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Josh Lewenberg

TSN Raptors Reporter

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TORONTO – With Brooklyn making one final push late in what turned out to be a 114-103 win for Toronto on Wednesday, Pascal Siakam caught the ball at the logo and sized up his defender, Nets forward Joe Harris.

After taking some time off the clock, Siakam made his move. He went left, blew by Harris and drew the attention of the other four Nets defenders as he drove into the lane. DeAndre Jordan left his man, Khem Birch, to slide over and help.

Siakam did most of the heavy lifting on the play, but the team and its fans won’t take Birch’s role in making it happen for granted, not after everything they’ve seen this season. As Birch snuck in along the baseline, Siakam threw a quick pass over the outstretched arms of the 6-foot-11 Jordan and found the Raptors centre for the two-handed slam-dunk. On the next possession, he knocked down a three-pointer from the corner, assisted by Kyle Lowry.

In less than two weeks with Toronto, Birch has already earned the trust of his teammates and coaches. For Siakam or Lowry to throw him the ball with the game on the line, or for Nick Nurse to call his number in that situation, speaks to how well he’s fit in. But it also speaks to how low the bar had been set prior to his arrival.

For years, the Raptors reaped the benefits of having high-end talent and depth in the frontcourt. But after losing Serge Ibaka and Marc Gasol in free agency and failing to fill that void during the off-season, they’ve been in desperate need of competent and consistent play at the centre position for the bulk of the campaign.

It hasn’t taken long for Birch and Freddie Gillespie, who is on his second 10-day contract with the team, to make their mark.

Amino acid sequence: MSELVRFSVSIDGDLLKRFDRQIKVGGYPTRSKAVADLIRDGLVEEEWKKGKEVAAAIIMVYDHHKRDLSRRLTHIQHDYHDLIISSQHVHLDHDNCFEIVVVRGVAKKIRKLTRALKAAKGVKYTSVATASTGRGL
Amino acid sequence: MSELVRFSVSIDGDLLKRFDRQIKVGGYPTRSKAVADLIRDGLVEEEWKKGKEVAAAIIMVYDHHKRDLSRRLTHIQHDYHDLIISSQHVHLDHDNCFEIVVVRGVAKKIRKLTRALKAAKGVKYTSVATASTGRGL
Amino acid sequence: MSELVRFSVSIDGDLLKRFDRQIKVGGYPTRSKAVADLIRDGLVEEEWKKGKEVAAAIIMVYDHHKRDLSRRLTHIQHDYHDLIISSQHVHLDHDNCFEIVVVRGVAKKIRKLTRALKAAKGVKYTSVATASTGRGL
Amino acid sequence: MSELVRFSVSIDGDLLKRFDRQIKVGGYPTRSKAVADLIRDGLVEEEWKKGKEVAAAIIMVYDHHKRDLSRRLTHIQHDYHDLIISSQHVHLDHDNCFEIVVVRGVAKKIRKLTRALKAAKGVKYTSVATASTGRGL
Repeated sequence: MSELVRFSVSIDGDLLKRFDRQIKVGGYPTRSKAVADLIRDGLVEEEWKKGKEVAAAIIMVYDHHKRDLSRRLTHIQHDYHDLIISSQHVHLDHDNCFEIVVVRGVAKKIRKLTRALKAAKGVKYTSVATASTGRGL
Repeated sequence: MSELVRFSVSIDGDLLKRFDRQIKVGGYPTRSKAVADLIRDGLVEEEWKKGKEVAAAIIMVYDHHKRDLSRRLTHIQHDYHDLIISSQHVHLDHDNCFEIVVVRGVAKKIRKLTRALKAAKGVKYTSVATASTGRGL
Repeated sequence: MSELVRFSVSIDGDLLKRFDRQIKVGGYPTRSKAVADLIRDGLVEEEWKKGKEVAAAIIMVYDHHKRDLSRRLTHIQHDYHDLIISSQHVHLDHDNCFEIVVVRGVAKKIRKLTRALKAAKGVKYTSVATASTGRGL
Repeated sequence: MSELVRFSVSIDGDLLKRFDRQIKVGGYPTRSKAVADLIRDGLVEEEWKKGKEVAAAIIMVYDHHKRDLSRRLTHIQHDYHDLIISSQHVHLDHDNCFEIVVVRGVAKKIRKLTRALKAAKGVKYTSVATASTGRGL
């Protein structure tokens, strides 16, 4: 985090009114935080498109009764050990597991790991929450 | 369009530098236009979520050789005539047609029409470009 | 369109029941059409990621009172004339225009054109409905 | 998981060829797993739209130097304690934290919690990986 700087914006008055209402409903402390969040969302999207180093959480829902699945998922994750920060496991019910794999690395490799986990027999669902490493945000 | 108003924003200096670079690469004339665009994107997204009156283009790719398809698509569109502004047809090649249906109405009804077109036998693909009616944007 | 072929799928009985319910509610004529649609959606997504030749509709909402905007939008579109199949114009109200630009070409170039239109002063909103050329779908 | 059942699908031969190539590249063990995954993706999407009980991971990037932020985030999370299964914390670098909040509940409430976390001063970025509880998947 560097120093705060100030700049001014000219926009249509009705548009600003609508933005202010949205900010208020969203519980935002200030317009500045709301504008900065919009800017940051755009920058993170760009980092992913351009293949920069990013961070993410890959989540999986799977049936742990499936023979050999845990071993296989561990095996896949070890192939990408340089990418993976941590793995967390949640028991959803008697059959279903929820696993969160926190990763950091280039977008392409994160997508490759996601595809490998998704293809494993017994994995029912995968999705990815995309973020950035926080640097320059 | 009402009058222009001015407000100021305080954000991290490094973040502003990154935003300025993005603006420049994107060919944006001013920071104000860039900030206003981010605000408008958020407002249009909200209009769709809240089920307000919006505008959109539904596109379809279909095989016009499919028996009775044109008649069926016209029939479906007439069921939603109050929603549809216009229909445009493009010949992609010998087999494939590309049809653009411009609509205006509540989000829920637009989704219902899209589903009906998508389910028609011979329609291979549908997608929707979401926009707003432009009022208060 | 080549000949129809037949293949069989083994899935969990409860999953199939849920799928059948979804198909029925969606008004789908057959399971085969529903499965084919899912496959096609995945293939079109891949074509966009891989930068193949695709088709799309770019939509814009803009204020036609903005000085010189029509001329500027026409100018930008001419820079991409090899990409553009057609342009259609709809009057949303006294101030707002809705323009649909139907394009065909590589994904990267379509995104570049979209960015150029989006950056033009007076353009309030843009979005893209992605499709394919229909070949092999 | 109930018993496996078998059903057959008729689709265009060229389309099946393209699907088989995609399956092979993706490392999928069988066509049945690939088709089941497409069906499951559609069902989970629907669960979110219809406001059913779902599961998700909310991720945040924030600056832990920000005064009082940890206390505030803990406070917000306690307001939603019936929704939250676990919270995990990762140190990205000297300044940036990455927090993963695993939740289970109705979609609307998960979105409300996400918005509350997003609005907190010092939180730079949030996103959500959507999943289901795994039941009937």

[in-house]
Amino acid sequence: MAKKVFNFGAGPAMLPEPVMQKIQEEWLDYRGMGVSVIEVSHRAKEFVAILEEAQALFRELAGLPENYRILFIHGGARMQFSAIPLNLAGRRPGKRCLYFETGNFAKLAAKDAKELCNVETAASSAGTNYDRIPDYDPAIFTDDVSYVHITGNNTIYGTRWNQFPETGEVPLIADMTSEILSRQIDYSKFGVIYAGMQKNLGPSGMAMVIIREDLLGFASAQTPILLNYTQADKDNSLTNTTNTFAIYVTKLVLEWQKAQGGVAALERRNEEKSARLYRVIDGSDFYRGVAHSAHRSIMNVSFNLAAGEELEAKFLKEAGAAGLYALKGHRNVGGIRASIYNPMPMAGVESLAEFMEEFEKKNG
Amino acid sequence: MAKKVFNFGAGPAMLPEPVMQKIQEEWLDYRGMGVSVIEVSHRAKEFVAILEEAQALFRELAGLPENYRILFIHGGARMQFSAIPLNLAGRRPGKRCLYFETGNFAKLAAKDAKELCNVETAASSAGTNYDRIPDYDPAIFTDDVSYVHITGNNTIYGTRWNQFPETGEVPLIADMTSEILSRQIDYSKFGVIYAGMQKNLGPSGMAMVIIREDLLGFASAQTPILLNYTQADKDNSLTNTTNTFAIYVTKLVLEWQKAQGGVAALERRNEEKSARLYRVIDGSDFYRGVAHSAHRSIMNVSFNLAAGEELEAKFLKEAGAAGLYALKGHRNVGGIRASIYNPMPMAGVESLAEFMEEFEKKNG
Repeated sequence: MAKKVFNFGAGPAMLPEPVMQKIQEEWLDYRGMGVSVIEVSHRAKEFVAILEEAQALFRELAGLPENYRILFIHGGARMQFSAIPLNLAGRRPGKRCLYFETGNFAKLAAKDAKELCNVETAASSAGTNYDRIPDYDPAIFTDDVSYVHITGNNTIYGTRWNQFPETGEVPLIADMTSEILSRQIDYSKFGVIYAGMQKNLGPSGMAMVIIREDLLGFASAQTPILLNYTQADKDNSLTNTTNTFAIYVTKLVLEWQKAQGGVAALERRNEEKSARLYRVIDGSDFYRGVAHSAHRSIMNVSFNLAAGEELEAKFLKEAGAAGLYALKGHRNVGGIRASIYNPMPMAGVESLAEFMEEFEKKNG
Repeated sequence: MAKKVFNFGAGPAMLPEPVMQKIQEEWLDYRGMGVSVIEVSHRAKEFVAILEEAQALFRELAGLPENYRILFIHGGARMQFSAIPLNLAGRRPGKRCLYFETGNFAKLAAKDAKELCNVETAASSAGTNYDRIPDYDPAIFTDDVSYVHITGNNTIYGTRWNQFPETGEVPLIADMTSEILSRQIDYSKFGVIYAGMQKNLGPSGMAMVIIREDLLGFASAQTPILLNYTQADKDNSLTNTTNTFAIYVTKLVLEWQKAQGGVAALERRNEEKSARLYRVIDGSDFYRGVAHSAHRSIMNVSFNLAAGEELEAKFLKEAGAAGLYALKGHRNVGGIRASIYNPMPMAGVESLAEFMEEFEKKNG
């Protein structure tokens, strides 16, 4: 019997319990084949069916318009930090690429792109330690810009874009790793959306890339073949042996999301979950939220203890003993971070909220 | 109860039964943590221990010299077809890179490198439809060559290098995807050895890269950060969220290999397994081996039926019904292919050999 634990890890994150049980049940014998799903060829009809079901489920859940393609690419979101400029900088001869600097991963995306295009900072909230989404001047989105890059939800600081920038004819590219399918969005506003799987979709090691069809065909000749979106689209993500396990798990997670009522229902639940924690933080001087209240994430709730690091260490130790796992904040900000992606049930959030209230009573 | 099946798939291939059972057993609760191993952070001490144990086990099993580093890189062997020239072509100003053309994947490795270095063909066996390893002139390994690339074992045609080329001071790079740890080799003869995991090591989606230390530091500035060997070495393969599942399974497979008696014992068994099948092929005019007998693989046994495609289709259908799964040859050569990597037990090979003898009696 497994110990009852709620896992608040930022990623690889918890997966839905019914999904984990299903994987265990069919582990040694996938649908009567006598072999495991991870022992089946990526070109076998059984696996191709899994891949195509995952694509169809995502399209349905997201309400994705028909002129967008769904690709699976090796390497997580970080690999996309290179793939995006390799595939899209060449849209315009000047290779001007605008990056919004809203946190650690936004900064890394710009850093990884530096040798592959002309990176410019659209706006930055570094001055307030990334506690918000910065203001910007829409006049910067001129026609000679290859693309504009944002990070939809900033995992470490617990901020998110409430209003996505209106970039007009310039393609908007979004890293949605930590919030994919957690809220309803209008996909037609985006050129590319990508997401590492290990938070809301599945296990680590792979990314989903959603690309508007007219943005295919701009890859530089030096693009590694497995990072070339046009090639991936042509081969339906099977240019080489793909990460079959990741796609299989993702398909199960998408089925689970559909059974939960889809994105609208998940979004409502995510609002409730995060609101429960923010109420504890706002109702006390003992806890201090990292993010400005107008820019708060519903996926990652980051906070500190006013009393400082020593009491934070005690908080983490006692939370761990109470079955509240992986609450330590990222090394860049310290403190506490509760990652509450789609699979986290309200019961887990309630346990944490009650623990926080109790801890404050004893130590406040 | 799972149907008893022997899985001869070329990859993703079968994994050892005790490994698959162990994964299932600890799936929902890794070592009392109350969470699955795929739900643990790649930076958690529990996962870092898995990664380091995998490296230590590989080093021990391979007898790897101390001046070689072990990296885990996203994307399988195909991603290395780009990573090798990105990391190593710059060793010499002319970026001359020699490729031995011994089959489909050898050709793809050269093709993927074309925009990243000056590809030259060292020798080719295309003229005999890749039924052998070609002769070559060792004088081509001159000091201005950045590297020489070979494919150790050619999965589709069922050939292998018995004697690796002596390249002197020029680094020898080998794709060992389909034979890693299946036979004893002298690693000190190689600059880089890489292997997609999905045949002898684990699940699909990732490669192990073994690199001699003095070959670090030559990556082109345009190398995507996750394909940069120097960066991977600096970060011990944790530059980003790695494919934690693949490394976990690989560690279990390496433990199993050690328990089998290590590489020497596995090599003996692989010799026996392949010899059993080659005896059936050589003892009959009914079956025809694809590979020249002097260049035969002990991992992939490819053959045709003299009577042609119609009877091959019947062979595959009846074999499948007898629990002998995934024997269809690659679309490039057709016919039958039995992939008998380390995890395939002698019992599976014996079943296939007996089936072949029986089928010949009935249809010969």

In Wednesday’s win over Brooklyn, Toronto’s new centre tandem split the position evenly, with Birch starting and finishing the game and Gillespie bringing energy off the bench. It was the team’s 59th game of the season and the first time that Nurse has been able to have a traditional big man on the court for all 48 minutes.

“They manned the position very well,” the Raptors head coach said afterwards.

With the exception of Gillespie’s five blocks, their numbers won’t jump out at you. Birch finished with eight points and seven rebounds, while Gillespie had four and five, respectively. However, they continue to give Nurse exactly what he’s been searching for at the position; size, toughness, physicality and relentless effort, in addition to a few other things he probably didn’t expect to get.

Birch’s late game three-pointer was his third on six attempts in just six contests as a Raptor. He went 4-for-23 from beyond the arc in three and a half seasons with the Orlando Magic. He’s also shown the ability to make plays out of the low block. Working the pick and roll with Lowry midway through the third quarter, Birch caught the ball on the move and fired a pass to OG Anunoby in the corner for a three. On the next possession, Birch set up Siakam for three in the opposite corner, this time with an impressive two-handed, cross court assist.

Like Birch, Gillespie is listed at 6-foot-9 but his motor, physical strength and nose for the ball more than make up for any size disadvantage he might have against bigger fives.

“It’s definitely a good fit,” said the 23-year-old Gillespie. “I think the Raptors looked at my skill set and said that’s something we could use. When a team brings you in clearly you offer something that they need.”